In 1988, Seiko blended the mechanical and quartz movement with the KINETIC line, which used an automatic rotor to generate electricity for the movement (instead of traditionally winding a mainspring). This followed the first solar-powered watch in 1977 and continued Seiko’s quest for a “no battery change” solution. In 1999 they introduced the Spring Drive, which was the ultimate fusion of mechanical and electronic technology. The movement functioned as a conventional mechanical calibre, but the escapement was replaced with an electronic regulator. It was still powered by a mainspring (like all mechanical watches), eliminating the need for a battery, but the Tri-synchro regulator (with an IC, electronic brake and quartz crystal) precisely regulated the unwinding of the spring, providing an ultra-smooth and silent gliding motion of the seconds hand.
Seiko is well known today for innovative dive watches and the 1968 Ref. 6159-7001 helped establish the brand as a major player. It was the first dive watch with a hi-beat movement of 36,000vph (5Hz) and had a 300-meter depth rating. It has become such an icon that Seiko reissued the watch (slightly modernized) in 2018 with the Prospex Diver 300m Hi-Beat reference SLA025. In 1975, they launched the world’s first professional diver with a titanium case and 600-meter depth rating. Just three years later, they introduced the first saturation dive watch with a quartz movement. Seiko has maintained full in-house production (from scratch) since the 1956 Marvel wristwatch and is a major supplier of movements today. The Seiko NH35A automatic calibre is among the most popular workhorses for both microbrands and established brands with affordable offerings. It’s readily available, easily serviced and affordable with a stellar reputation for reliability and low maintenance. Simpler movements such as the Seiko 7S26 automatic are so cost effective that watches like the brand’s own Seiko 5 SNK809 can sell in the range of USD 100, an extraordinary achievement for a piece with an in-house calibre featuring a day/date complication.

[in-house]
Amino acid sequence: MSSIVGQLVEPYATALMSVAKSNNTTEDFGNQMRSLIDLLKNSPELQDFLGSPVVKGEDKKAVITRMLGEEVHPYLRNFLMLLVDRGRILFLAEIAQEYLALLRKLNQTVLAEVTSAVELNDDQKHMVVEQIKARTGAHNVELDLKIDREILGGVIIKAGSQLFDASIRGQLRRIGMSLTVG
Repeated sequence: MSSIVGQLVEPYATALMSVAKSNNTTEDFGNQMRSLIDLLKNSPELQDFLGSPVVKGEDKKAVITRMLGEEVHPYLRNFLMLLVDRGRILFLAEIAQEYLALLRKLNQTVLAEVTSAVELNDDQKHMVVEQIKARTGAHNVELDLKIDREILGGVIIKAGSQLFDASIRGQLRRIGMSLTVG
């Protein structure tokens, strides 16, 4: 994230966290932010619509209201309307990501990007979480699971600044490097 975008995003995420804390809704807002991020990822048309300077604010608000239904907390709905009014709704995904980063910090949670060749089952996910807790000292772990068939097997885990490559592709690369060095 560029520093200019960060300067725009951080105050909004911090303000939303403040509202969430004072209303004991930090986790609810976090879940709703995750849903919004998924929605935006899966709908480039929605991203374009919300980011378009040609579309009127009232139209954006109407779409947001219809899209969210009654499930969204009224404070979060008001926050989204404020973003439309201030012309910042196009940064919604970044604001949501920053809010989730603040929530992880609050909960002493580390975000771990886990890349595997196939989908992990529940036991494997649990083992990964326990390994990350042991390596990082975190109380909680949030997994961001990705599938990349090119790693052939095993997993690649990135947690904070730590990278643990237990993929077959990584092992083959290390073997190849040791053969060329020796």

Seiko is among the most formidable watchmakers today. While traditional brands struggled to stay relevant during the quartz crisis, Seiko was launching watches with a TV screen, multi-functional and computer LCD dials, voice recording watches and more, along with innovative mechanical divers and high-end Grand Seikos. Even James Bond wore multiple Seiko watches. The brand’s prowess and ingenuity over the last century have made it one of the most successful watchmakers in history with an astounding portfolio of both mechanical and electronic firsts.